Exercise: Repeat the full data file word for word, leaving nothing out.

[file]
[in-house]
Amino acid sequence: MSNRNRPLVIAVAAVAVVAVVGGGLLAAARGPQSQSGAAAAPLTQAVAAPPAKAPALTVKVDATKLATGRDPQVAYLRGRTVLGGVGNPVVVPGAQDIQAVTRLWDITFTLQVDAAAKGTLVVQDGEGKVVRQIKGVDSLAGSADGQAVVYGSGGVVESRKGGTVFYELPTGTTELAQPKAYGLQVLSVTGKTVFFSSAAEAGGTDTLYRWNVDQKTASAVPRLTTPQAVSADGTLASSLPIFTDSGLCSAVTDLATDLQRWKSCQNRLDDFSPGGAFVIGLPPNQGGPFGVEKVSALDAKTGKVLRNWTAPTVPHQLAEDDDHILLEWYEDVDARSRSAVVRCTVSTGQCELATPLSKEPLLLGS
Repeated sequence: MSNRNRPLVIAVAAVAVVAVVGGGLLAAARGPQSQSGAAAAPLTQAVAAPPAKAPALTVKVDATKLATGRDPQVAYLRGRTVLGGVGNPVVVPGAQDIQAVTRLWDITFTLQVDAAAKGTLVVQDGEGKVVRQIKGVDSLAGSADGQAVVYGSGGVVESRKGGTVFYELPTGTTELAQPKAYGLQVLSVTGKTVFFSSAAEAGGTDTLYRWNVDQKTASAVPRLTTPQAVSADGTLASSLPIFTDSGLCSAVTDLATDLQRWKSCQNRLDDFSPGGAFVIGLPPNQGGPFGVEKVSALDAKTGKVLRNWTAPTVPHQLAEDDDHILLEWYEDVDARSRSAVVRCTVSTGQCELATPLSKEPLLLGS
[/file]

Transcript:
[in-house]
Amino acid sequence: MSNRNRPLVIAVAAVAVVAVVGGGLLAAARGPQSQSGAAAAPLTQAVAAPPAKAPALTVKVDATKLATGRDPQVAYLRGRTVLGGVGNPVVVPGAQDIQAVTRLWDITFTLQVDAAAKGTLVVQDGEGKVVRQIKGVDSLAGSADGQAVVYGSGGVVESRKGGTVFYELPTGTTELAQPKAYGLQVLSVTGKTVFFSSAAEAGGTDTLYRWNVDQKTASAVPRLTTPQAVSADGTLASSLPIFTDSGLCSAVTDLATDLQRWKSCQNRLDDFSPGGAFVIGLPPNQGGPFGVEKVSALDAKTGKVLRNWTAPTVPHQLAEDDDHILLEWYEDVDARSRSAVVRCTVSTGQCELATPLSKEPLLLGS
Repeated sequence: MSNRNRPLVIAVAAVAVVAVVGGGLLAAARGPQSQSGAAAAPLTQAVAAPPAKAPALTVKVDATKLATGRDPQVAYLRGRTVLGGVGNPVVVPGAQDIQAVTRLWDITFTLQVDAAAKGTLVVQDGEGKVVRQIKGVDSLAGSADGQAVVYGSGGVVESRKGGTVFYELPTGTTELAQPKAYGLQVLSVTGKTVFFSSAAEAGGTDTLYRWNVDQKTASAVPRLTTPQAVSADGTLASSLPIFTDSGLCSAVTDLATDLQRWKSCQNRLDDFSPGGAFVIGLPPNQGGPFGVEKVSALDAKTGKVLRNWTAPTVPHQLAEDDDHILLEWYEDVDARSRSAVVRCTVSTGQCELATPLSKEPLLLGS